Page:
The history here is well known to everyone interested in politics but worth summarizing. For most of the first 190 years of the country's operation, U.S. Senators would, in unusual circumstances, try to delay a vote on measures they opposed by "filibustering" -- talking without limit or using other stalling techniques. For most of those years, the Senate could cut off the filibuster and force a vote by imposing "cloture," which took a two-thirds majority of those voting (at most 67 of 100 Senators). In 1975, the Senate adopted a rules change to allow cloture with 60 votes, and those are the rules that still prevail.
The significant thing about filibusters through most of U.S. history is that they hardly ever happened. But since roughly the early Clinton years, the threat of filibuster has gone from exception to routine, for legislation and appointments alike, with the result that doing practically anything takes not 51 but 60 votes. So taken for granted is the change that the nation's leading paper can offhandedly say that 60 votes are "needed to pass their bill." In practice that's correct, but the aberrational nature of this change should not be overlooked. (The Washington Post's comparable story is more precise: "A bloc of 60 votes is the exact number required to choke off the filibuster, the Senate minority's primary source of power, and the GOP's best hope of defeating the bill.")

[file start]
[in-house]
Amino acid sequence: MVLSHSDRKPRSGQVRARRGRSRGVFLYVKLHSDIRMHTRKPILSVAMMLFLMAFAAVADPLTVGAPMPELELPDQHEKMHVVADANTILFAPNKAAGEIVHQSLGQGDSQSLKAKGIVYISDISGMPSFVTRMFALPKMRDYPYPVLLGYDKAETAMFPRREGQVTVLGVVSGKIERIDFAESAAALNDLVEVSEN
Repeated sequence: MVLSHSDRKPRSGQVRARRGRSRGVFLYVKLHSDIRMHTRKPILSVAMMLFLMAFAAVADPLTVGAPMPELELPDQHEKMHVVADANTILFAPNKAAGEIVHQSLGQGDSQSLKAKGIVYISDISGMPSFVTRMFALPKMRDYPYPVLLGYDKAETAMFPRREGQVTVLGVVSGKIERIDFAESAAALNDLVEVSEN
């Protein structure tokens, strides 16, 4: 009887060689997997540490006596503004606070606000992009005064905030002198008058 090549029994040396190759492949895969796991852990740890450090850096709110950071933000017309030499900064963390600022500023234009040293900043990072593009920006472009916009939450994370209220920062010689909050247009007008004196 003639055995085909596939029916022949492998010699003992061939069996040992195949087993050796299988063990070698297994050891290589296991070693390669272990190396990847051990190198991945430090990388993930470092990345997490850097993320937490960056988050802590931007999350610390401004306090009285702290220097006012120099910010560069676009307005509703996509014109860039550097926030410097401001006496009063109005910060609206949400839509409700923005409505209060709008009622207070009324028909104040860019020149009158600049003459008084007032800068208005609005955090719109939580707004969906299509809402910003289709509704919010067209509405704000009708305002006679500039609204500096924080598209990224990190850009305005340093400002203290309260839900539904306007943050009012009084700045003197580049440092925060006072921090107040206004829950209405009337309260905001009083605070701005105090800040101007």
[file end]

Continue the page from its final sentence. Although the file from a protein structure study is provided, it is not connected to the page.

Again, this is a very well-explored issue in the academic literature
and much of the blog world. For blog and magazine discussions, see here, here, here, here, and here.
An authoritative academic treatment came from David Mayhew, of Yale, in
his 2002 James Madison lecture for the American Political Science
Association. It is available here in PDF and very much worth reading. Sample passage:
topic is supermajority rule in the U.S. Senate-- that is, the need to
win more than a simple majority of senators to pass laws. Great checker
and balancer though Madison was, this feature of American institutional
life would probably have surprised him and might have distressed him....
failure for bills not reaching the 60 mark. That is the current Senate
practice, and in my view it has aroused surprisingly little interest or
concern among the public or even in political science. It is treated as
matter- of-fact. One might ask: What ever happened to the value of
Everything I have mentioned here is familiar, including the fact that this newly-invented "check" was not part of the original check-and-balance constitutional design. But somehow it isn't familiar,
in the sense of being part of general understanding and mainstream
coverage of issues like the health reform bill. Talk shows analyze
exactly how the Administration can get to 60 votes; they don't discuss
where the 60-vote practice came from and what it has done to public
life. I have a gigantic article coming out soon in the Atlantic -- long
even by our standards! but interesting! -- which concerns America's
ability to address big public problems, compared in particular with
China's. The increasing dysfunction of public institutions, notably the
Senate, is a big part of this story.